Every time a bell rings, an angel gives me a line for Still Game the shop and said to Ford we need to be outraged. Jack and Victor have this SHOP; STAR ON THE INSPIRATION BEHIND SMASH COMEDY AS A NEW SERIES HITS TV SCREENS; Writer Greg reveals why regular is to be killed off.
It's a wonderful life in Still Game.
Craiglang may only stretch from Osprey Heights to Navid's shop and The Clansman but for Greg Hemphill, the sitcom is not so far from Bedford Falls, the fictional town of Franz Capra's 1946 film.
The classic movie tells the story of an angel, Clarence, who is sent from Heaven to show James Stewart's desperate family man what life would have been like if he had never existed.
According to Greg, co-star and co-creator of the iconic sitcom with Ford Kiernan, it's been one of the biggest influences on Still Game.
He said: "Even in a very tough environment like Craiglang, you are always looking for the heart of it, how people connect and help each other.
"Because that is the kind of stuff we both love. We both love things like It's A Wonderful Life. It's probably on both our top 10 movies list and if you look at it, we have probably cribbed from that more than any other film in how characters relate to each other and they help each other and support each other.
"It really is wonderful. As much as the characters all slag each other, you know they can only do that to people they love."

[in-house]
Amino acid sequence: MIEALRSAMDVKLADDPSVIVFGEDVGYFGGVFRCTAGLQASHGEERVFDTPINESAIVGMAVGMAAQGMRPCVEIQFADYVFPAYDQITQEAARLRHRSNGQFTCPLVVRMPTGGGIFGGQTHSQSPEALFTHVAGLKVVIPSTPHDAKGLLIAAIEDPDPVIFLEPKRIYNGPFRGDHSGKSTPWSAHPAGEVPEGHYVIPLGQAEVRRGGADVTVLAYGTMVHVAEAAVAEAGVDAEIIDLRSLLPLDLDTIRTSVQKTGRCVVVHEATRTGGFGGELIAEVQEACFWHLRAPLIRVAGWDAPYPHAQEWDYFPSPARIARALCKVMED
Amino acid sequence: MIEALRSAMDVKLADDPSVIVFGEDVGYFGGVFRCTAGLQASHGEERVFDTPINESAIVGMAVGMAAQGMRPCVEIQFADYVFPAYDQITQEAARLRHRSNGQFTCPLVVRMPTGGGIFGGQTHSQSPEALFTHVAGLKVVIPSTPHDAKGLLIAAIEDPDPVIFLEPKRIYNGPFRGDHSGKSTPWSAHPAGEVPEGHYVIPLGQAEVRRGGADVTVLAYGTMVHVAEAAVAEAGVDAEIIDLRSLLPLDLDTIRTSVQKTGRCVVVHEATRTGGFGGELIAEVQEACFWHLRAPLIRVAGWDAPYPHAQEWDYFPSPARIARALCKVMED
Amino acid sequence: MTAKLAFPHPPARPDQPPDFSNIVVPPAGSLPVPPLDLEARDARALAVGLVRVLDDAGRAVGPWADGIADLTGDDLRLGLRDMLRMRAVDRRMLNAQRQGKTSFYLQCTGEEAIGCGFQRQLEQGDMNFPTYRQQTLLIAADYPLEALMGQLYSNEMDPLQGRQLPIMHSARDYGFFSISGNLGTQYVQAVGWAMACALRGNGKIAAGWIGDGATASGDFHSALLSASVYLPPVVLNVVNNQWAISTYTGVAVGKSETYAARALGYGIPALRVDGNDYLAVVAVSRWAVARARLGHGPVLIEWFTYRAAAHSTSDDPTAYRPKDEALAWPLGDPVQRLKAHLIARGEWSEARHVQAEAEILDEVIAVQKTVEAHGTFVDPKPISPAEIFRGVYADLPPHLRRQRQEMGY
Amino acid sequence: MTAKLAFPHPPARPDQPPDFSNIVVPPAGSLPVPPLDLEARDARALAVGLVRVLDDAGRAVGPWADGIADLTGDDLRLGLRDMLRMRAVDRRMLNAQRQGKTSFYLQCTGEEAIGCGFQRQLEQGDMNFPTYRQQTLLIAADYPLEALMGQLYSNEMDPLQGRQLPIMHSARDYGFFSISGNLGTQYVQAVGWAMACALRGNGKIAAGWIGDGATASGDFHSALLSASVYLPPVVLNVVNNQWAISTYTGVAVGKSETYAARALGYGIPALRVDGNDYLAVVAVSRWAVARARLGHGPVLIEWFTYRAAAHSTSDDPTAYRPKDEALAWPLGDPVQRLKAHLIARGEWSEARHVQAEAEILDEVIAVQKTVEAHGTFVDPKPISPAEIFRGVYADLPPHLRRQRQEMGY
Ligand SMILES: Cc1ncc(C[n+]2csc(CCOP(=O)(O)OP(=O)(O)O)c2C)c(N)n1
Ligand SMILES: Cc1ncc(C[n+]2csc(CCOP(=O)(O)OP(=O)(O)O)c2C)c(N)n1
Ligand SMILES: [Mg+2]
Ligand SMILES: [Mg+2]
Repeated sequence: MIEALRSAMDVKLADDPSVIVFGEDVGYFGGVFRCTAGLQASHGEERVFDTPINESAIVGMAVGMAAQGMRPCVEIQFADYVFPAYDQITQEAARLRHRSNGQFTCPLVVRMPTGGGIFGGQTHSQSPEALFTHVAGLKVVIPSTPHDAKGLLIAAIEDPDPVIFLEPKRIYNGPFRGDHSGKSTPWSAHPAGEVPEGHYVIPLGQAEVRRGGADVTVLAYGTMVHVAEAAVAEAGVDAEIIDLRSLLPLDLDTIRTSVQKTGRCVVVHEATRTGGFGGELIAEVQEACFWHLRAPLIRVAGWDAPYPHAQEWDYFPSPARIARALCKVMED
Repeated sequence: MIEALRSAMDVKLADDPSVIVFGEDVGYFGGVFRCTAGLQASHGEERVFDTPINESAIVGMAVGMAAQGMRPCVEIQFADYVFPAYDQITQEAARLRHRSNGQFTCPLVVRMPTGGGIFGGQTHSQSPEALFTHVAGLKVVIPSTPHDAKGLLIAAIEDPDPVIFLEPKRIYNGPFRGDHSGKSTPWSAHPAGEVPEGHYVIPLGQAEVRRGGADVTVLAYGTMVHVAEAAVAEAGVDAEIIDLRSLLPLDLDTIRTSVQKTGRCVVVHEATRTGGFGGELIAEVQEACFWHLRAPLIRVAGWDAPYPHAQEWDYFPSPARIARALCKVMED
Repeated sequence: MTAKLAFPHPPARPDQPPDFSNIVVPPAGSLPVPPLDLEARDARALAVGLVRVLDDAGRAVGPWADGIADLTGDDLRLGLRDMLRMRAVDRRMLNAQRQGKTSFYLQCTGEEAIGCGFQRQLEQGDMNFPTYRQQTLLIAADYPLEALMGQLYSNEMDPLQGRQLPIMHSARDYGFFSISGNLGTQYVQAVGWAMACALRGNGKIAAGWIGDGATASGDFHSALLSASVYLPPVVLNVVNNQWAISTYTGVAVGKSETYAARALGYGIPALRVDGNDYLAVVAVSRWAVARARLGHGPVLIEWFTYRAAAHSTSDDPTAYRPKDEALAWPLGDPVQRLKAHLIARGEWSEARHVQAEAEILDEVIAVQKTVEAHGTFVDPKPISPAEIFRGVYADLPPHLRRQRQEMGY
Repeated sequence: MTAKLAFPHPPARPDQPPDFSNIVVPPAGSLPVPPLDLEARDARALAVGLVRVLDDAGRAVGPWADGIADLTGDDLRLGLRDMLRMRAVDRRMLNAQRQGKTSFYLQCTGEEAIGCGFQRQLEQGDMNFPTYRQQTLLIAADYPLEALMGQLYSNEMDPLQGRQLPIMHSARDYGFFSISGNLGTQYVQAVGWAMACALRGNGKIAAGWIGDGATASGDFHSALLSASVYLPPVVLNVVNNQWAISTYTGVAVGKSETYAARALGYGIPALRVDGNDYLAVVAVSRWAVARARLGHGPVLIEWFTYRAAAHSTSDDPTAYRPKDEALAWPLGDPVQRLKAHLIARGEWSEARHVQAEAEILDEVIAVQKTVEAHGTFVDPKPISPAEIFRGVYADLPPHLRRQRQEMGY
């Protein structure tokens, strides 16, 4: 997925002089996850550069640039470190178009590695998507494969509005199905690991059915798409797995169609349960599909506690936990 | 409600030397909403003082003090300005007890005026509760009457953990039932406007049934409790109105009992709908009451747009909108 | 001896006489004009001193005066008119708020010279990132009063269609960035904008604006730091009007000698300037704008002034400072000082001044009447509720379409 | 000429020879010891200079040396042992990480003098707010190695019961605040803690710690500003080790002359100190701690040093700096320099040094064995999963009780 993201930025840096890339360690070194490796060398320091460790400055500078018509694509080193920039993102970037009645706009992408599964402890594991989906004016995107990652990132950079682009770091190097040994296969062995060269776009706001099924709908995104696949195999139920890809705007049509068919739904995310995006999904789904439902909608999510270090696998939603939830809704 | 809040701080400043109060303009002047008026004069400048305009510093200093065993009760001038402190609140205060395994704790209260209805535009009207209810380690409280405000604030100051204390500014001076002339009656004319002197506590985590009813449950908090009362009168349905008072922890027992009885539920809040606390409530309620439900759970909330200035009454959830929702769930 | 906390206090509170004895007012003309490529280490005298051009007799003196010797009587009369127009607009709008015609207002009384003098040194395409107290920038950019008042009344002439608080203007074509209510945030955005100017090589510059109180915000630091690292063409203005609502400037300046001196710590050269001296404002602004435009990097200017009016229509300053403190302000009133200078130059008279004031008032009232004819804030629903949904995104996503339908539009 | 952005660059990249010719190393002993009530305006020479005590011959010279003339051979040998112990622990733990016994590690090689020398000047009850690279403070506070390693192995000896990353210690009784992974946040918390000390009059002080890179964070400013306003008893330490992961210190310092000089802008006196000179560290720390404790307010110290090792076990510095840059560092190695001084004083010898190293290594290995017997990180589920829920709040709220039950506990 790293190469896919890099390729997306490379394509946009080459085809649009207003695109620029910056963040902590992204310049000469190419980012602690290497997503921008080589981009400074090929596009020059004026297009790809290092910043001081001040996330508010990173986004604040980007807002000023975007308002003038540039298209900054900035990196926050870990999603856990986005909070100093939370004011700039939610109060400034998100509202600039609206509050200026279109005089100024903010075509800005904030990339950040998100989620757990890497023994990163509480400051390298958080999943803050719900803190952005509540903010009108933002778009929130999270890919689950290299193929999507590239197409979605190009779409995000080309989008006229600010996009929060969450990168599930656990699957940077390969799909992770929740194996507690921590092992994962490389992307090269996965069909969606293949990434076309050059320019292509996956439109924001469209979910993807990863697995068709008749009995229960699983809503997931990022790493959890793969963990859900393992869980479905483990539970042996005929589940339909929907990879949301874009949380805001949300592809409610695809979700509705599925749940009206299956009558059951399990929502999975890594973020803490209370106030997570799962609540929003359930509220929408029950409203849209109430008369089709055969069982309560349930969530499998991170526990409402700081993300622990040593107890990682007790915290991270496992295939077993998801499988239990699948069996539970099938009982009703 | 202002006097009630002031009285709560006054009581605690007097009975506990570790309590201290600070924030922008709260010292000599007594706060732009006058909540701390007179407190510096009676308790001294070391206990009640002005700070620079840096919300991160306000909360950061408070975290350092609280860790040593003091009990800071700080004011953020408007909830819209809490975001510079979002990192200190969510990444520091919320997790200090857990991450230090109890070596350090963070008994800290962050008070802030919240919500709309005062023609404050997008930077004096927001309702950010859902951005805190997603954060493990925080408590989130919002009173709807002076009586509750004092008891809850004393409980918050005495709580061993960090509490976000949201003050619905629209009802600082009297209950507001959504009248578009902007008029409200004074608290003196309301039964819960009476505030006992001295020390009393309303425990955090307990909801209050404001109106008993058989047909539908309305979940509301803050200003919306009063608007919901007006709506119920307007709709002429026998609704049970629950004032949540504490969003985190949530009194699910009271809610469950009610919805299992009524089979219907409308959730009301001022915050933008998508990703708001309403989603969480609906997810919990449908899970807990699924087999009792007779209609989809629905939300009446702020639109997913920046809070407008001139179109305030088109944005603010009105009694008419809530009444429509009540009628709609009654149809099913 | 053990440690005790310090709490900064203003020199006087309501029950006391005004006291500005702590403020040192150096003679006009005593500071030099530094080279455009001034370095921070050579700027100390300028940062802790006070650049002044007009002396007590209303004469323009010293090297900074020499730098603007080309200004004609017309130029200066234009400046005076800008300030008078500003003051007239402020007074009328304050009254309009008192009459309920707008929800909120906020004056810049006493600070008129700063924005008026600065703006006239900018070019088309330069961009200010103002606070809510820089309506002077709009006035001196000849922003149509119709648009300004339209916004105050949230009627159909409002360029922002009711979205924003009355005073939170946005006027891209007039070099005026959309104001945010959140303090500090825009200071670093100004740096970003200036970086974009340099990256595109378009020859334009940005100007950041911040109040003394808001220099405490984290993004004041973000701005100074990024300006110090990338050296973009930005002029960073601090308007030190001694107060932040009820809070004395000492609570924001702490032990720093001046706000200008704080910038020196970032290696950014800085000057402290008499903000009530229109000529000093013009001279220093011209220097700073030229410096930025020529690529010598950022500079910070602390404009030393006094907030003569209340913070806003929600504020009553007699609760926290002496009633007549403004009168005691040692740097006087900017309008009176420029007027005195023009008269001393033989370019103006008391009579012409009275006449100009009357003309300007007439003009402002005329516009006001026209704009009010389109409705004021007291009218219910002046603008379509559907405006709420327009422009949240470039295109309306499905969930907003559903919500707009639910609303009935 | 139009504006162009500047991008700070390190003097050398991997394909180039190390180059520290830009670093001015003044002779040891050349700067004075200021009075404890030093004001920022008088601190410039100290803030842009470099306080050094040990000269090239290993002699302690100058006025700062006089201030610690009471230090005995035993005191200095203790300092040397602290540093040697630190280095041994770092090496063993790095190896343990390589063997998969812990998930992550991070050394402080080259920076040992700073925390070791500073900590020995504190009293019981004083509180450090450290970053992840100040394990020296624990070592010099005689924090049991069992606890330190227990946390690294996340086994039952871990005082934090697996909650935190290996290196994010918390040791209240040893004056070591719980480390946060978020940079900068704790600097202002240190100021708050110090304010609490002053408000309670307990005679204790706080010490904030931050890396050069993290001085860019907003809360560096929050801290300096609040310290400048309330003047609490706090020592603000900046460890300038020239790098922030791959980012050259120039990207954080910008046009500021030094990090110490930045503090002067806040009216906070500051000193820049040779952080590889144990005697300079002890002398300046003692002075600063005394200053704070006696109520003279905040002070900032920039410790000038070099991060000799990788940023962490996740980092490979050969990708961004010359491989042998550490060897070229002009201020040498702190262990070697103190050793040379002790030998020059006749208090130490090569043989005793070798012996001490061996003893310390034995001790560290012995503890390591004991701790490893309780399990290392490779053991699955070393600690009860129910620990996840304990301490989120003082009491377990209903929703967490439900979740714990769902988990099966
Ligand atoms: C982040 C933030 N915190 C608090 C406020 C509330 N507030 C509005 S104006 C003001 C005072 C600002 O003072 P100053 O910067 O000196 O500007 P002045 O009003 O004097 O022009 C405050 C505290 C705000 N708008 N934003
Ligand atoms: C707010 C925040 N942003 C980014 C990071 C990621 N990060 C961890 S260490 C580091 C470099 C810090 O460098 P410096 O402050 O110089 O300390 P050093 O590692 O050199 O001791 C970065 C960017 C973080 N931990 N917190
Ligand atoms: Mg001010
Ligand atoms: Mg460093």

A Wonderful Life, a bell rings when an angel gets his wings. The only bells ringing when Still Game returns for its eighth series about pensioners Jack Jarvis and Victor McDade and their pals is for last orders at the Clansman.
But angels will be visiting the show. One of the regular characters will be killed off in the new series. The identity of the victim who shuffles off this mortal coil is a closely guarded secret. But it wasn't a decision Ford and Greg took lightly.
They were keen to ensure a wonderful afterlife for the departed.
Greg said: "Every situation is different, but in this case we talked about it to the performer for a long time. They were like, 'That's perfect for me', so everybody was on board. You don't just go in and say, 'Hey everybody, we are killing off so and so' and that person goes, 'Jeez, thanks very much'. You have to be sensitive. You don't take those decisions lightly.
"In the past, we were more cavalier. I remember telling Paul Riley, who plays Winston, in the pub we were going to cut off his leg and he was like, 'Whit?' And the fact that he was so shocked made us want to do it even more.
"We're a little bit older and wiser now, but it comes back to the issues you are dealing with in the show.
"Still Game is all about the shrinking of your life as you get older. Death is something which everybody has to think about. But we have never really addressed it directly on the show."
Greg, 49, who is married to Scots Squad and Balamory star Julie Wilson Nimmo, with whom he has two children, has developed a radar for how life changes for the elderly.
If you are of pensionable age and live in Glasgow, don't be surprised to find a tall Scots-Canadian keeping a watchful eye on you.